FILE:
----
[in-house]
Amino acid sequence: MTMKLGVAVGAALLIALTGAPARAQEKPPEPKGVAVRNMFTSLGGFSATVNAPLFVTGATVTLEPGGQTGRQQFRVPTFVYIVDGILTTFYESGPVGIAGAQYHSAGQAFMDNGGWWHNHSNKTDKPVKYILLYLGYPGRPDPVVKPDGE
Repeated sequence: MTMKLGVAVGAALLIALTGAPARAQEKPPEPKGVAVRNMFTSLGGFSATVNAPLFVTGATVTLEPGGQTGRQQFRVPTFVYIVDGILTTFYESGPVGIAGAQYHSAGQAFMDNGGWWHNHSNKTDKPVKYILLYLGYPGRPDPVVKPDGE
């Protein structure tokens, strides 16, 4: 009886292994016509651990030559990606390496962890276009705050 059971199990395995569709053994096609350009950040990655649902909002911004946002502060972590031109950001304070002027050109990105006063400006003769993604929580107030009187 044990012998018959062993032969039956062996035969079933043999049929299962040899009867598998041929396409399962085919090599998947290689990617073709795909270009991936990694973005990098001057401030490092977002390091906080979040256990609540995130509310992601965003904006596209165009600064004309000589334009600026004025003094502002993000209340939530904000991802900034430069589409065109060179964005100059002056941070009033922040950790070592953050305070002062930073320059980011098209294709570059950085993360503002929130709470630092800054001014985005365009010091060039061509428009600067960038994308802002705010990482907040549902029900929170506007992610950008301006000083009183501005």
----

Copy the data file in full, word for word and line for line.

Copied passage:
[in-house]
Amino acid sequence: MTMKLGVAVGAALLIALTGAPARAQEKPPEPKGVAVRNMFTSLGGFSATVNAPLFVTGATVTLEPGGQTGRQQFRVPTFVYIVDGILTTFYESGPVGIAGAQYHSAGQAFMDNGGWWHNHSNKTDKPVKYILLYLGYPGRPDPVVKPDGE
Repeated sequence: MTMKLGVAVGAALLIALTGAPARAQEKPPEPKGVAVRNMFTSLGGFSATVNAPLFVTGATVTLEPGGQTGRQQFRVPTFVYIVDGILTTFYESGPVGIAGAQYHSAGQAFMDNGGWWHNHSNKTDKPVKYILLYLGYPGRPDPVVKPDGE
């Protein structure tokens, strides 16, 4: 009886292994016509651990030559990606390496962890276009705050 059971199990395995569709053994096609350009950040990655649902909002911004946002502060972590031109950001304070002027050109990105006063400006003769993604929580107030009187 044990012998018959062993032969039956062996035969079933043999049929299962040899009867598998041929396409399962085919090599998947290689990617073709795909270009991936990694973005990098001057401030490092977002390091906080979040256990609540995130509310992601965003904006596209165009600064004309000589334009600026004025003094502002993000209340939530904000991802900034430069589409065109060179964005100059002056941070009033922040950790070592953050305070002062930073320059980011098209294709570059950085993360503002929130709470630092800054001014985005365009010091060039061509428009600067960038994308802002705010990482907040549902029900929170506007992610950008301006000083009183501005």